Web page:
The lack of a save game in the original makes modern emulated versions all the more playable.


Other Games 

I’m certain there are other games from this era for other platforms that I am either not aware of or am overlooking that also fit this criteria of an early ‘playground world’.

Ultima IV was released in 1985, but I think does not quite meet the criteria by requiring the player to solve puzzles to progress – freedom of exploration is curtailed structurally. However, I have not actually played this game and I may be doing it a disservice in characterising it in this way. 

Lords of Midnight (Beyond, 1985) is another candidate from the same year – in this one the player has the freedom to explore and has a choice of activity (quest or fight; negotiate or defeat) and a variety of troops – you can recruit a large number of different allies in parallel. However, it’s turn based play feels markedly less like a playground, and the variety is not a choice the player makes but an accumulation of more and more options.

I welcome suggestions for other games which might be considered as early playground worlds, especially those from 1985 or earlier. 



In 1985, it wasn’t possible for the most technically advanced games to support wide scale activities because the high tech games were in the arcades, and had to be designed to encourage players to put coins in slots. On the home computers, pioneers like David Braben, Paul Woakes and Andrew Braybrook considered new ways of structuring play, taking advantage of the fact that in this context players could play for as long as they liked.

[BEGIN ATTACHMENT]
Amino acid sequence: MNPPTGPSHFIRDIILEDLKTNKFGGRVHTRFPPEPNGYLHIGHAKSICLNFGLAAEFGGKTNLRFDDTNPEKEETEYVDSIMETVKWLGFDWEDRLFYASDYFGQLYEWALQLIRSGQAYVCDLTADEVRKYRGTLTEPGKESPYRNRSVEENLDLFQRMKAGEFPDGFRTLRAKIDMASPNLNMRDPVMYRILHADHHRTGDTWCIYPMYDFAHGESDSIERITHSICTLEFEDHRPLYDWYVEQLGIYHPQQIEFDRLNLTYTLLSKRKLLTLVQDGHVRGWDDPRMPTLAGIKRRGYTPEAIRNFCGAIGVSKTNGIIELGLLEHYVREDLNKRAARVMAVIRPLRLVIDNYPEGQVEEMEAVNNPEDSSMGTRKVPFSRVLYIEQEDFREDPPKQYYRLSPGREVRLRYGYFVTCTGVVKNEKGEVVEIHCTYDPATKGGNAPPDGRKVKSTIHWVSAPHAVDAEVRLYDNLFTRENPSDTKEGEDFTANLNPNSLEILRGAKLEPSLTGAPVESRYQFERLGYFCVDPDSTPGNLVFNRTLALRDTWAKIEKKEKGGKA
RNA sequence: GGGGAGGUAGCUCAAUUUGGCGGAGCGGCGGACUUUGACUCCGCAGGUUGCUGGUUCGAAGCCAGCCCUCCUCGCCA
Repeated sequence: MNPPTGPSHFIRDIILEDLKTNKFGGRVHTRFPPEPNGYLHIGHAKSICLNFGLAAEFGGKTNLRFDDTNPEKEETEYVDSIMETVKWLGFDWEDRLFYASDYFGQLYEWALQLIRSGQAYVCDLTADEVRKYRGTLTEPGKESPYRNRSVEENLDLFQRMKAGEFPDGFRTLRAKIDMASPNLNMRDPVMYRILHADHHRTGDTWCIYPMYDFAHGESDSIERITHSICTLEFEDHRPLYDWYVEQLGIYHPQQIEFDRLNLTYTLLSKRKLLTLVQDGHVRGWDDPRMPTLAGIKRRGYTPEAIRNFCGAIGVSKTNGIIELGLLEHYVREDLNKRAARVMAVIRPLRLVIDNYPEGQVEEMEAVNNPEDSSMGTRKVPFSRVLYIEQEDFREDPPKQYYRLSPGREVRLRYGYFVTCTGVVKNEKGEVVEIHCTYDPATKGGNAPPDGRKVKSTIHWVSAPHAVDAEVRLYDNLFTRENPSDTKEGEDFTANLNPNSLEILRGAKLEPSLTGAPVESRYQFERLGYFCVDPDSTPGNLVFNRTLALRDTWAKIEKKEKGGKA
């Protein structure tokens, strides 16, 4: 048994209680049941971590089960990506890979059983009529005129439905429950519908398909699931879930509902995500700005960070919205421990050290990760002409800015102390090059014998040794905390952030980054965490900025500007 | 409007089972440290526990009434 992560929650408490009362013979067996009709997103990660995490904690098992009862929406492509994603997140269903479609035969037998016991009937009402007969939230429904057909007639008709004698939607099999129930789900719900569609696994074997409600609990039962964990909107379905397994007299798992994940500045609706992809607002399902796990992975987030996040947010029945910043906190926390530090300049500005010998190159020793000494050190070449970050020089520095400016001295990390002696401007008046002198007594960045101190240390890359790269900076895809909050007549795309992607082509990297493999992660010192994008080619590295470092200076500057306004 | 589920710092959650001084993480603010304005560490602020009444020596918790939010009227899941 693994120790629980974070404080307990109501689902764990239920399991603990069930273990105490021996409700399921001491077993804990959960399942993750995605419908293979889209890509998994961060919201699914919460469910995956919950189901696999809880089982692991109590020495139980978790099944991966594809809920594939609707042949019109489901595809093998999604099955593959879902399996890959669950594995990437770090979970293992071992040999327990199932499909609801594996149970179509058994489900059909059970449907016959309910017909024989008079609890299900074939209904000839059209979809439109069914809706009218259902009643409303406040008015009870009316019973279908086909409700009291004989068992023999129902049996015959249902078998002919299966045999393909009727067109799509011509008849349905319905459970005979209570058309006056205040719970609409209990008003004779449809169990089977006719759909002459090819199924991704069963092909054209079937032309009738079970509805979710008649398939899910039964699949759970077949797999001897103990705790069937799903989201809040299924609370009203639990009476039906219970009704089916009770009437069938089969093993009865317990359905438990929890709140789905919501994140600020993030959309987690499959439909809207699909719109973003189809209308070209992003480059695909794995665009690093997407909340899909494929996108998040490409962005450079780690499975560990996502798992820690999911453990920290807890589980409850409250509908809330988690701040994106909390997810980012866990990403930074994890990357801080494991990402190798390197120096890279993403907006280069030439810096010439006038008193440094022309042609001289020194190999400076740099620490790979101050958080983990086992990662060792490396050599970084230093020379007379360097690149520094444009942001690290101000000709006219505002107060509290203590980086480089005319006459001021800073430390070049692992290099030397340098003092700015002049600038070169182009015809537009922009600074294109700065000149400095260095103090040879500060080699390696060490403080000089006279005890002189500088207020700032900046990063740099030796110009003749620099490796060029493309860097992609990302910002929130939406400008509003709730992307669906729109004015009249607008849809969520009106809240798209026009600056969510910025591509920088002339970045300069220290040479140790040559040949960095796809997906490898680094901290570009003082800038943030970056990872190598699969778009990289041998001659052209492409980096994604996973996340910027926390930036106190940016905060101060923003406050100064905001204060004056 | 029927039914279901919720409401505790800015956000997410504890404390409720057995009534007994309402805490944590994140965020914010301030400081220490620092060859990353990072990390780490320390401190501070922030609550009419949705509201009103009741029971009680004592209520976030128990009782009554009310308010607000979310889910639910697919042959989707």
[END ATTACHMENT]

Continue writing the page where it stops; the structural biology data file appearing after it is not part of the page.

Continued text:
These early playground worlds are remarkable because they created a kind of open play from exceptionally limited resources. They showed that the elements that make a playground world interesting and compelling need not be expensive – provided the game itself is simple and cost effective. These elements appear to be:

  • Freedom of exploration
  • Choice of activities
  • Variety of acquirable avatars (vehicles, droids etc.)

Any game which meets two out of three of these general conditions seems to feel like a playground world. However, freedom of exploration must not be constrained by any kind of overt ‘hoop jumping’ or it would not represent actual freedom (although partitioning of later areas is probably acceptable). Also, variety of avatars should perhaps reflect the choice of a single instance, not an accumulation of units in a strategic sense. 

I played and enjoyed all three of these games in 1985, and all three have exerted a certain influence on my game design work. I consider it incredible that they managed to achieve so much with such limited resources – an example of technical limitations forcing greater creativity. By examining how games with so few developmental resources managed to support a kind of play akin to the freedom and excitement of a child’s playground we can perhaps learn how we can create the same unique experiences in the games we choose to make today.


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Personally I've always found it very hard to get into these "sandbox games" as too much choice often means there's little focus to what you're doing and so it lacks the drive and short-term goals that more structured narrative driven games do.

Though I know there are millions of people who'll disagree with me because if I think if you take any modern MMORPG like World of Warcraft or EVE: Online, you've got all the open ending exploration and possibility you could ever really need.

So although I'm not really a fan of the genre, I think the kind of experience you're talking about has evolved really well into the current stable of MMO gaming.

I think the argument you're making here is that playground content is possible to do "cheaply" if the basic system is robustely interactive to the point where such content can be largely procedural. Hopefully, this is just what I'll find building characters with the Rocket Hearts engine. Exploration will be constrained in the resulting game (Magic Circle, if we get that far) but there will be a choice of activities and a variety of avatars, the recombinance of which will add much to replay value.